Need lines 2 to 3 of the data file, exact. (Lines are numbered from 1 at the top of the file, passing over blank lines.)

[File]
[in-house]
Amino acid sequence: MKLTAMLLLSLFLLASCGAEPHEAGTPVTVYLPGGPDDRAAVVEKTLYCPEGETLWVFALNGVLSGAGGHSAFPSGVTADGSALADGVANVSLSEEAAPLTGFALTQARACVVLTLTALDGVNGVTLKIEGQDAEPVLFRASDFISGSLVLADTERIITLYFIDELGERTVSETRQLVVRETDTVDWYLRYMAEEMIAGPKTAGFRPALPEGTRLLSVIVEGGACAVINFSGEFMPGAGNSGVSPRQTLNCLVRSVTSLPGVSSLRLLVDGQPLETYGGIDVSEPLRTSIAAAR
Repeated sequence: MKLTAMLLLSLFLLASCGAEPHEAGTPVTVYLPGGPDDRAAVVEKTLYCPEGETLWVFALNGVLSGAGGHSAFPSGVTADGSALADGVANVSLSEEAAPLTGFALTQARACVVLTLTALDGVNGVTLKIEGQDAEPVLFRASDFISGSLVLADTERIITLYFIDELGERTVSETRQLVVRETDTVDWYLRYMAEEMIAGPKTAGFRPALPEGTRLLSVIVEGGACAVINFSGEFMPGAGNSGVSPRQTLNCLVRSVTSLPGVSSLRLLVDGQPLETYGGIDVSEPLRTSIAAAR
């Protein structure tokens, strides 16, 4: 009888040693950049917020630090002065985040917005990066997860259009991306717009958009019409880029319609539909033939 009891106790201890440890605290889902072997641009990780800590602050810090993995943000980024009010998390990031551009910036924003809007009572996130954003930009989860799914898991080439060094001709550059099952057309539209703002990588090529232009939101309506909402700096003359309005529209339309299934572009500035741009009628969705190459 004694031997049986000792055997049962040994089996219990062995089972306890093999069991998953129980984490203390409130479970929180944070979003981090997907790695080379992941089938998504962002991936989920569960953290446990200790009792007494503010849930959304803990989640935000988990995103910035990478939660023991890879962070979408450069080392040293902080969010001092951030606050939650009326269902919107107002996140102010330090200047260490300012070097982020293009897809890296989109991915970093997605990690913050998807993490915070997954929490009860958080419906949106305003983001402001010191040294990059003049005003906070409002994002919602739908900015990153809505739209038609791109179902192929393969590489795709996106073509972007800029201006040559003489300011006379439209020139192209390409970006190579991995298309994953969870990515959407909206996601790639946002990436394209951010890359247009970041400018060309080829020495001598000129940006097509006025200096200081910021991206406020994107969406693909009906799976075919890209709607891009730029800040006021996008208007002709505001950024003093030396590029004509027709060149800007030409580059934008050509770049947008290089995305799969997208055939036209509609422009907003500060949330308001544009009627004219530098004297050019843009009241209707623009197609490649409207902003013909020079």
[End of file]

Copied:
Amino acid sequence: MKLTAMLLLSLFLLASCGAEPHEAGTPVTVYLPGGPDDRAAVVEKTLYCPEGETLWVFALNGVLSGAGGHSAFPSGVTADGSALADGVANVSLSEEAAPLTGFALTQARACVVLTLTALDGVNGVTLKIEGQDAEPVLFRASDFISGSLVLADTERIITLYFIDELGERTVSETRQLVVRETDTVDWYLRYMAEEMIAGPKTAGFRPALPEGTRLLSVIVEGGACAVINFSGEFMPGAGNSGVSPRQTLNCLVRSVTSLPGVSSLRLLVDGQPLETYGGIDVSEPLRTSIAAAR
Repeated sequence: MKLTAMLLLSLFLLASCGAEPHEAGTPVTVYLPGGPDDRAAVVEKTLYCPEGETLWVFALNGVLSGAGGHSAFPSGVTADGSALADGVANVSLSEEAAPLTGFALTQARACVVLTLTALDGVNGVTLKIEGQDAEPVLFRASDFISGSLVLADTERIITLYFIDELGERTVSETRQLVVRETDTVDWYLRYMAEEMIAGPKTAGFRPALPEGTRLLSVIVEGGACAVINFSGEFMPGAGNSGVSPRQTLNCLVRSVTSLPGVSSLRLLVDGQPLETYGGIDVSEPLRTSIAAAR